Women for Women International | Land Portal

Our Mission


In countries affected by conflict and war, Women for Women International supports the most marginalized women to earn and save money, improve health and well-being, influence decisions in their home and community, and connect to networks for support. By utilizing skills, knowledge, and resources, she is able to create sustainable change for herself, her family, and community.


Since 1993, Women for Women International has helped nearly 429,000 marginalized women in countries affected by war and conflict. We directly work with women in 8 countries offering support, tools, and access to life-changing skills to move from crisis and poverty to stability and economic self-sufficiency.



We bring women together in a safe space to learn life, business, and vocational skills.  Once enrolled, each receives a monthly stipend – a vital support that enables her to participate.


Women increase their ability to earn an income with new skills that are in-demand. They learn about their legal rights, and they become knowledgeable about health and nutrition. The result: stronger women, stronger families, and stronger communities. This ripple effect is profound.


Women for Women International delivers our programs through the generous support of individual, corporate and foundation donors, partners, and governments. Our work is regularly featured in international media, including BBC, CNN, MSNBC, The Guardian, The New York Times, 60 Minutes, and The Oprah Winfrey Show. Recognized for our global impact Women for Women International was honored with the prestigious Conrad N. Hilton Humanitarian Prize in 2006, and receives favorable ratings from independent charity groups.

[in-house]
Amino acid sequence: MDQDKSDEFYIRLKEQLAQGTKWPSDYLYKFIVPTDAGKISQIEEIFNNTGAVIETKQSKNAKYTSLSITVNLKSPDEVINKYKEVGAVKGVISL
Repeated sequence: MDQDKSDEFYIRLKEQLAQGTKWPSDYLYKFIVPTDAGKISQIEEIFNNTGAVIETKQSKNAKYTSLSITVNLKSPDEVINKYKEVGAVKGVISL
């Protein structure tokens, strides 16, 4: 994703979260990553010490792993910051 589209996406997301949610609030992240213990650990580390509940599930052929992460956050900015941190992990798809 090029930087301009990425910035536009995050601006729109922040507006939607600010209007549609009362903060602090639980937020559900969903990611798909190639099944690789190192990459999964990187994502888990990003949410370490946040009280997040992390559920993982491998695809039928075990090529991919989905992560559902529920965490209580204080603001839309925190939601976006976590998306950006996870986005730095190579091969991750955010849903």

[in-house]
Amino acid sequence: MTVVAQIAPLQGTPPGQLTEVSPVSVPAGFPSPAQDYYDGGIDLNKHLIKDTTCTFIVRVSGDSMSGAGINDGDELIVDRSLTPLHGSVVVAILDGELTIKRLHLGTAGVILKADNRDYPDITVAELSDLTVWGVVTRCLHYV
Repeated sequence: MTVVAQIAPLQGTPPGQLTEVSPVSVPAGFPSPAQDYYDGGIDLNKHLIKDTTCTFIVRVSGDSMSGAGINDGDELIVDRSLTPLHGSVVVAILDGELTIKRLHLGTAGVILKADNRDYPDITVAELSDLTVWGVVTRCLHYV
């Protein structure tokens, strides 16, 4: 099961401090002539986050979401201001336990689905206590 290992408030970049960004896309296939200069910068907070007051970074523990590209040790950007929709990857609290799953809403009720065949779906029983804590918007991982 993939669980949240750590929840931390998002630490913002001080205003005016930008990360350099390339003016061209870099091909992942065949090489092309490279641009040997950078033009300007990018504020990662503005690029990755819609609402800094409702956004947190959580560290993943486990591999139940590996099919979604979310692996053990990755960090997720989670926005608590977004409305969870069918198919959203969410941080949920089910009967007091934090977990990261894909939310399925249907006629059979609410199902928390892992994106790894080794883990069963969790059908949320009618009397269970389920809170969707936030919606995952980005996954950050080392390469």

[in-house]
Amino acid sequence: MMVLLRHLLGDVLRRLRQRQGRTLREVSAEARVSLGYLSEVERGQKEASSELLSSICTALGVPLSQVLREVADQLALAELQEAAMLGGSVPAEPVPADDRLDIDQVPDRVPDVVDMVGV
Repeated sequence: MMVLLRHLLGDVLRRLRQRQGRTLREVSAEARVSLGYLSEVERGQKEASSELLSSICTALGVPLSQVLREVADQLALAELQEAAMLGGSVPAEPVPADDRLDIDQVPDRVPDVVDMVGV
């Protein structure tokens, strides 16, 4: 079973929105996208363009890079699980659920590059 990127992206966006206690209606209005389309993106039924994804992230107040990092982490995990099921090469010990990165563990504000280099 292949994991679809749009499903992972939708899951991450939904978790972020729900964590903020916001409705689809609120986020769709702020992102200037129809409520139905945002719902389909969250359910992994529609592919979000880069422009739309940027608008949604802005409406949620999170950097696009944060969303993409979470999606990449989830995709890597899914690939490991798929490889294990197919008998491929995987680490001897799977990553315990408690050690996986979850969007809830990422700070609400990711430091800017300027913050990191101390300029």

Members: 

Women for Women International Resources

Displaying 1 - 4 of 4
Library Resource
Reports & Research
January, 2015
Africa

Women for Women International has worked with over 84,000 marginalised women in the east of the Democratic Republic of Congo and commissioned research to explore these women’s land rights. The study found that the women could not own land, even through inheritance, while men controlled the sales of the items that their wives farmed.

Library Resource
Reports & Research
December, 2014
Africa

Contains a brief review of the land issue in DRC; women’s access to land: secondary land rights; the place guaranteed to women in initiatives to reform the land system; conclusions and recommendations. Women’s access to land must be placed within the context of the complex and pluralistic land crisis and bloody conflicts that continue to destabilise that part of the DRC. Essential resources, such as credit, quality seeds, technology, information and access to markets are cruelly lacking.

Project

General

This activity (DFID support to Landesa to improve land rights and private sector investment ) is a component of Land Governance for Economic Development reported by FCDO, with a funding type of 111 - Not for profit organisation and a budget of £656,680.This project benefits Developing countries, unspecified.And works in the following sector(s): Agricultural land resources.

Project
Implementing organizations: 

General

This project will provide 6,000 socially-excluded women in South Kivu, DRC with a holistic training programme that will enable them to understand their rights; gain agricultural skills; access land and credit; and increase incomes. It will contribute to creating an enabling environment for women by training 1,500 male leaders on women’s rights and strategies to facilitate these rights; and by placing women’s right to access land on DRC’s development agenda via research and advocacy

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